Does wearing a mask in meetings matter if players just traded blood, sweat and saliva during practice or a game?
Is separating lockers by 6 feet helpful if the men using them just stood inches from each other in the huddle?
Can NFL teams operate at all, let alone efficiently, under the strict guidelines presented last week by Commissioner Roger Goodell?
What happens if the virus spreads within a roster?
These are among the plethora of questions still being asked about the expected return of football — three months after the sports world shut down due to the coronavirus pandemic.
Minicamps were officially canceled Thursday, the Browns’ virtual offseason program will continue for two more weeks and players won’t be allowed back into team facilities until training camp, which is scheduled to begin in late July. Goodell sent a nine-page memo to teams with a comprehensive set of rules and regulations for the players’ return.
While the message was strong and promoting safety necessary, the execution could prove troublesome.
“I’ve seen all the memos on that, and to be quite honest with you, it’s impossible what they’re asking us to do. Humanly impossible,” Ravens coach John Harbaugh said in an interview with 105.7 The Fan in Baltimore. “So we’re going to do everything we can do. We’re going to space, we’re going to have masks. But, you know, it’s a communication sport. We have to be able to communicate with each other in person. We have to practice. I’m pretty sure the huddle’s not going to be 6-feet-spaced.”
The guidelines require organizations to separate their essential personnel into three tiers, each with specific access limitations to players. Restricted areas will be established to further the effort to keep the players safe.
The rules also require masks for everyone inside the building and disinfecting rooms before and after every meeting and the indoor turf after each practice. The league will also establish testing protocols for the virus and mandate teams to have sufficient supplies of personal protective equipment.
Those all make perfect sense and will go a long way toward reducing a potential spread of the virus. Even if players must expose themselves on the field, taking every precaution away from it is prudent.
Where Harbaugh has taken issue — and other coaches are likely to voice similar opinions — are the changes to meetings and weight room sessions.
Goodell ordered meetings of 20 people or more to be held virtually, or with proper distancing, and wants all meetings to be conducted virtually if possible. Any in-person meetings are to be held outdoors with separation and masks required.
Strength and conditioning workouts must be limited to no more than 15 players, with times scheduled.
“I’m a little frustrated with what I’m hearing there,” Harbaugh said. “And I think they need to get that pinned down a little better.”
Cleveland’s Kevin Stefanski is a first-time head coach and has made sure not to make excuses regarding the unusual circumstances. He returned to Browns headquarters June 5 and admitted the setting is different but insisted the challenge isn’t insurmountable.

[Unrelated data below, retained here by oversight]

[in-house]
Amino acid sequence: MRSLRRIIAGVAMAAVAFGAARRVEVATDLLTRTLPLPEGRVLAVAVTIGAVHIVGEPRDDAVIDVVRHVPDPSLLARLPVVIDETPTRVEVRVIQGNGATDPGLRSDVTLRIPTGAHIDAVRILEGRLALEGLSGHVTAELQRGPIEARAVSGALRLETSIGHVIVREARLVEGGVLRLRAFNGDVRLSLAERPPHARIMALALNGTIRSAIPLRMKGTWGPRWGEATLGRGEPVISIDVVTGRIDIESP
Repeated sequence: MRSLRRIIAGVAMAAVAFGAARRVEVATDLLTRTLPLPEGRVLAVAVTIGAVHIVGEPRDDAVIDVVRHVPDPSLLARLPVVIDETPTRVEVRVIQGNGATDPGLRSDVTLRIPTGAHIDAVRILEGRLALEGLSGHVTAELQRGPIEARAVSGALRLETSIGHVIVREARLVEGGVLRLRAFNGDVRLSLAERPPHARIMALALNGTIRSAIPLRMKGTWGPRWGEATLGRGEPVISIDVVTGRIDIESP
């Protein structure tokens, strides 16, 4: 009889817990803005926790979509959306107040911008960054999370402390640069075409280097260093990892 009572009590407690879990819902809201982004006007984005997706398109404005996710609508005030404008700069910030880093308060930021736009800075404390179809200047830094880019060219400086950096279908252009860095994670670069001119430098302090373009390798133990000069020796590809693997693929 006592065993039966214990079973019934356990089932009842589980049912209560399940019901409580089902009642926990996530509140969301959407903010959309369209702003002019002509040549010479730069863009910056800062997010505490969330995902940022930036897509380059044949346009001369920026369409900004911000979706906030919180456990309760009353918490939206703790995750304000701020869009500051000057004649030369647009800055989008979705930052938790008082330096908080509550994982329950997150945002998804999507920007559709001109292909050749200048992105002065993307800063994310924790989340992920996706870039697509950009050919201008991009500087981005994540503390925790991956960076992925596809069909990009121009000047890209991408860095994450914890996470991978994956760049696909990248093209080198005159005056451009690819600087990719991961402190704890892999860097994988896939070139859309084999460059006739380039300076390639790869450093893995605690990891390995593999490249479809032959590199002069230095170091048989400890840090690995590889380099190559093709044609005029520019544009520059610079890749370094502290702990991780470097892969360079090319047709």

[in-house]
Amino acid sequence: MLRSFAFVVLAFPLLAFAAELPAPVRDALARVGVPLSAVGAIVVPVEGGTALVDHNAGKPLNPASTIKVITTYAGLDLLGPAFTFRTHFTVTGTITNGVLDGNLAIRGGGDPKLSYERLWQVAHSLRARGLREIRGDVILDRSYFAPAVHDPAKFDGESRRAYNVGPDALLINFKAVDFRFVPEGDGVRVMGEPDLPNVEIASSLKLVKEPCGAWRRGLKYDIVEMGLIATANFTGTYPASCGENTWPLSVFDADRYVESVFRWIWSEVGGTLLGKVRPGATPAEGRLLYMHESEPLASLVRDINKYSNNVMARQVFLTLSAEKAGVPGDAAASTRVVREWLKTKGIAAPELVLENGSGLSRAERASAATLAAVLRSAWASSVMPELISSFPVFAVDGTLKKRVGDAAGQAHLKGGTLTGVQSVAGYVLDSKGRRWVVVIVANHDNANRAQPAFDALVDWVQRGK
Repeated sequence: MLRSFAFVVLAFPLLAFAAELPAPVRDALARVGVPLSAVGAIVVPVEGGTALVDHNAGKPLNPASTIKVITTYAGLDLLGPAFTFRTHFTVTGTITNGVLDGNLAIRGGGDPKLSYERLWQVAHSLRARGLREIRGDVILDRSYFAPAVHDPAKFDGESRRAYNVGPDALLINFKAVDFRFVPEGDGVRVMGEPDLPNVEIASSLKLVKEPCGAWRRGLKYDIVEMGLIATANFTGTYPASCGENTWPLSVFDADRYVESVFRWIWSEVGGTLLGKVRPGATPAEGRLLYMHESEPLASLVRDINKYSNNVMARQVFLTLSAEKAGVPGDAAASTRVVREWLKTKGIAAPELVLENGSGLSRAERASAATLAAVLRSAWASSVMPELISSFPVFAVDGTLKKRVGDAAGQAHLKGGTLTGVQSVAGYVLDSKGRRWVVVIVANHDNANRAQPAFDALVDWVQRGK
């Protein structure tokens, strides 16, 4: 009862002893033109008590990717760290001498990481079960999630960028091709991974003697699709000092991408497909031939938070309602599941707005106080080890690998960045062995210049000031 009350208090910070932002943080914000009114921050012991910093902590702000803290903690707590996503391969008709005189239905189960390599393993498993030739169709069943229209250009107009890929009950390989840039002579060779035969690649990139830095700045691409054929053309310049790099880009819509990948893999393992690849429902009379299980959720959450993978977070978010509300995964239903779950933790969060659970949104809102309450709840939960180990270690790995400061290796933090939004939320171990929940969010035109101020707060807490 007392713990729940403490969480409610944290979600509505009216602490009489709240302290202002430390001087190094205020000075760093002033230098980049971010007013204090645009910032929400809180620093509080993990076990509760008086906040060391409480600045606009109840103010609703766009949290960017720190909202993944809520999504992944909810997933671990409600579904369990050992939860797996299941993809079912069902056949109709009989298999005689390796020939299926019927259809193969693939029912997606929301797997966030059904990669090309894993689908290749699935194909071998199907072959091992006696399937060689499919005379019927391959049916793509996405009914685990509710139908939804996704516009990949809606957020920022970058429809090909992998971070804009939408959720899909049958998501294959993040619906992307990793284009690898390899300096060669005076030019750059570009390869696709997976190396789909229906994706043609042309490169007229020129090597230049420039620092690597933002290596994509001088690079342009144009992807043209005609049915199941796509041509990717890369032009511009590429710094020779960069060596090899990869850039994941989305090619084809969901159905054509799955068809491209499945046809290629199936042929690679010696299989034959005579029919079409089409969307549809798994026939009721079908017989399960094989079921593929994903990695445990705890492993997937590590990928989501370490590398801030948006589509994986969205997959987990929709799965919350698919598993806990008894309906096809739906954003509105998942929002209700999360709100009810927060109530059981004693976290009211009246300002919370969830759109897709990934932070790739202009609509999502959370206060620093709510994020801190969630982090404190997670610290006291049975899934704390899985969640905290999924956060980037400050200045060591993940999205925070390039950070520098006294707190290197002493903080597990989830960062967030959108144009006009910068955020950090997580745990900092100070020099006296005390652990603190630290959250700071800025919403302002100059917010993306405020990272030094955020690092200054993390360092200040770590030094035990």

“These are the protocols, and this is to stay safe and this is to make sure that we have a safe environment for our staff, for our entire building and for our players,” he said. “This is what is required, and we are going to adhere to the protocols to the T.”
Coaches crave consistency, but this season promises to be unlike any other, including stadiums with reduced crowds or none at all. After not being able to meet in person or practice throughout the offseason, the disruption will continue once training camp and the season start — assuming they do.
Not being able to sit in the same room as a team, or as an offense or defense, before or after practice will be uncomfortable. Adjusting the daily schedule to allow for spread-out weight-lifting sessions, medical treatments or even post-practice showers will take planning and patience.
None of these changes is a deal-breaker. The biggest obstacle is players agreeing to put themselves at risk in a sport played in conditions that promote the spread of the virus.
The NFL has been adamant the season will be played in full and as scheduled. The NFL Players Association has been less definitive.
“Players: A reminder to be wary of any updates or information about returning to work from the league or your team,” Browns center and union president JC Tretter tweeted after the release of Goodell’s memo. “Contact me, your rep, or your player director to receive accurate updates as we push for the safest possible return to work.”
The union’s job is to advocate for its members, and that includes demanding a safe workplace. The deadly virus creates legitimate concerns that must be addressed.
The harsh reality is the players will put themselves in some level of danger by agreeing to play the season. But I can’t imagine them deciding to forfeit a year of paychecks by not playing.
And the league will do everything in its power not to lose billions.
So the issue then becomes how to best manage the risk. The league believes it’s instituting the proper steps, while also seeking to eliminate its liability.
The league won’t operate in a bubble — like the NBA hopes to do — so the risk factor will rise even further. The tier system within organizations will help, as will many of the precautions.
But are all of the measures necessary? Are some counterproductive?
The NFL and its players are grappling with the same issues many of us are in our daily lives, just in a much more public forum. What activities are a must? How much risk is palatable?
While the science must be followed, the risk-reward formula isn’t an exact science. The players will have to swallow hard, trust their organizations and remain diligent in doing their part to keep everyone as healthy as possible.
And the coaches, even Super Bowl winners like Harbaugh, must learn to sacrifice, adapt and figure out a way.